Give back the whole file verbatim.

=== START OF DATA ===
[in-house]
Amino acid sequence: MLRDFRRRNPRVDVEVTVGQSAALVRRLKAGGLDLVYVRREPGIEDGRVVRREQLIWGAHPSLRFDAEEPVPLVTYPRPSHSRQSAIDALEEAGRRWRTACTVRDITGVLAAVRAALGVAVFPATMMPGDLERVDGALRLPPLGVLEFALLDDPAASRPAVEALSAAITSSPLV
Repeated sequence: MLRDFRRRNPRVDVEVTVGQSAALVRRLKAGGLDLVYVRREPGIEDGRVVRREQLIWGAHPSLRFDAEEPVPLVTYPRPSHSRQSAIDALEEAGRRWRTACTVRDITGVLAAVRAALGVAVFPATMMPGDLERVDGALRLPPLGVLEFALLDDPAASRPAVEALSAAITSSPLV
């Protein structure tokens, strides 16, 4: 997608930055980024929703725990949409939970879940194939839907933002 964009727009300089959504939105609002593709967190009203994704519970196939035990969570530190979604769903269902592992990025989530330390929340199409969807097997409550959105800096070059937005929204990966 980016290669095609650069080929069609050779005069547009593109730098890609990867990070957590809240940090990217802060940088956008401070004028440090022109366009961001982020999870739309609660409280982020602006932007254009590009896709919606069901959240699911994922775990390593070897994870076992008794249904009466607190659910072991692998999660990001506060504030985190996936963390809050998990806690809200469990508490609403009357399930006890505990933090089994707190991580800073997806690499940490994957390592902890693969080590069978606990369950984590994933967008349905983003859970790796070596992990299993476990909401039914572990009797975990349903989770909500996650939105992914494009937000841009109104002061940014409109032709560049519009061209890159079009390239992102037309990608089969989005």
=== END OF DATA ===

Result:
[in-house]
Amino acid sequence: MLRDFRRRNPRVDVEVTVGQSAALVRRLKAGGLDLVYVRREPGIEDGRVVRREQLIWGAHPSLRFDAEEPVPLVTYPRPSHSRQSAIDALEEAGRRWRTACTVRDITGVLAAVRAALGVAVFPATMMPGDLERVDGALRLPPLGVLEFALLDDPAASRPAVEALSAAITSSPLV
Repeated sequence: MLRDFRRRNPRVDVEVTVGQSAALVRRLKAGGLDLVYVRREPGIEDGRVVRREQLIWGAHPSLRFDAEEPVPLVTYPRPSHSRQSAIDALEEAGRRWRTACTVRDITGVLAAVRAALGVAVFPATMMPGDLERVDGALRLPPLGVLEFALLDDPAASRPAVEALSAAITSSPLV
């Protein structure tokens, strides 16, 4: 997608930055980024929703725990949409939970879940194939839907933002 964009727009300089959504939105609002593709967190009203994704519970196939035990969570530190979604769903269902592992990025989530330390929340199409969807097997409550959105800096070059937005929204990966 980016290669095609650069080929069609050779005069547009593109730098890609990867990070957590809240940090990217802060940088956008401070004028440090022109366009961001982020999870739309609660409280982020602006932007254009590009896709919606069901959240699911994922775990390593070897994870076992008794249904009466607190659910072991692998999660990001506060504030985190996936963390809050998990806690809200469990508490609403009357399930006890505990933090089994707190991580800073997806690499940490994957390592902890693969080590069978606990369950984590994933967008349905983003859970790796070596992990299993476990909401039914572990009797975990349903989770909500996650939105992914494009937000841009109104002061940014409109032709560049519009061209890159079009390239992102037309990608089969989005």